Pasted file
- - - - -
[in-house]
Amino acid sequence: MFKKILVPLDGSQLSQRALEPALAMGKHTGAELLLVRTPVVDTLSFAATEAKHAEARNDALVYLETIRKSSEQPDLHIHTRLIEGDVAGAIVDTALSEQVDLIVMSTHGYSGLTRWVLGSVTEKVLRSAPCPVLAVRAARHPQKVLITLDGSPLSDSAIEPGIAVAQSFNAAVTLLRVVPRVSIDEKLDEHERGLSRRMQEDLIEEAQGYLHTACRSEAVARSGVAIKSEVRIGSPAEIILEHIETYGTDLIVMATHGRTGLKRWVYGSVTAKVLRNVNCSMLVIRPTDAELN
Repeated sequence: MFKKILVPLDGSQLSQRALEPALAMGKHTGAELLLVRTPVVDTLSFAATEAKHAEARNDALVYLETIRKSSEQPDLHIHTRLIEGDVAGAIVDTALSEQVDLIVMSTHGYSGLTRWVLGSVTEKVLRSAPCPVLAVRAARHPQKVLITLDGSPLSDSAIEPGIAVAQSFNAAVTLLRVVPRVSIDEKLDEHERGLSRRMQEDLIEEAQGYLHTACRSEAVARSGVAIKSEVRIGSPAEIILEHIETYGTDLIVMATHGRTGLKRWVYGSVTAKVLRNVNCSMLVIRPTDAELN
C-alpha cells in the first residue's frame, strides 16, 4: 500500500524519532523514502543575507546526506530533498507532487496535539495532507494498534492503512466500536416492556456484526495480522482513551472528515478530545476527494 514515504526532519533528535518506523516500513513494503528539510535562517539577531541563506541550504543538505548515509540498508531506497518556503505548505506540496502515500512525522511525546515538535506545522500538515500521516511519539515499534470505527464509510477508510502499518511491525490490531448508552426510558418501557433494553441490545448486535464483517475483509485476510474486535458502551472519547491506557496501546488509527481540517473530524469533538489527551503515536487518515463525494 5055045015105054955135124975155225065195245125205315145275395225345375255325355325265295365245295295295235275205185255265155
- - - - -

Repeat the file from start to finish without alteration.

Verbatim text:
[in-house]
Amino acid sequence: MFKKILVPLDGSQLSQRALEPALAMGKHTGAELLLVRTPVVDTLSFAATEAKHAEARNDALVYLETIRKSSEQPDLHIHTRLIEGDVAGAIVDTALSEQVDLIVMSTHGYSGLTRWVLGSVTEKVLRSAPCPVLAVRAARHPQKVLITLDGSPLSDSAIEPGIAVAQSFNAAVTLLRVVPRVSIDEKLDEHERGLSRRMQEDLIEEAQGYLHTACRSEAVARSGVAIKSEVRIGSPAEIILEHIETYGTDLIVMATHGRTGLKRWVYGSVTAKVLRNVNCSMLVIRPTDAELN
Repeated sequence: MFKKILVPLDGSQLSQRALEPALAMGKHTGAELLLVRTPVVDTLSFAATEAKHAEARNDALVYLETIRKSSEQPDLHIHTRLIEGDVAGAIVDTALSEQVDLIVMSTHGYSGLTRWVLGSVTEKVLRSAPCPVLAVRAARHPQKVLITLDGSPLSDSAIEPGIAVAQSFNAAVTLLRVVPRVSIDEKLDEHERGLSRRMQEDLIEEAQGYLHTACRSEAVARSGVAIKSEVRIGSPAEIILEHIETYGTDLIVMATHGRTGLKRWVYGSVTAKVLRNVNCSMLVIRPTDAELN
C-alpha cells in the first residue's frame, strides 16, 4: 500500500524519532523514502543575507546526506530533498507532487496535539495532507494498534492503512466500536416492556456484526495480522482513551472528515478530545476527494 514515504526532519533528535518506523516500513513494503528539510535562517539577531541563506541550504543538505548515509540498508531506497518556503505548505506540496502515500512525522511525546515538535506545522500538515500521516511519539515499534470505527464509510477508510502499518511491525490490531448508552426510558418501557433494553441490545448486535464483517475483509485476510474486535458502551472519547491506557496501546488509527481540517473530524469533538489527551503515536487518515463525494 5055045015105054955135124975155225065195245125205315145275395225345375255325355325265295365245295295295235275205185255265155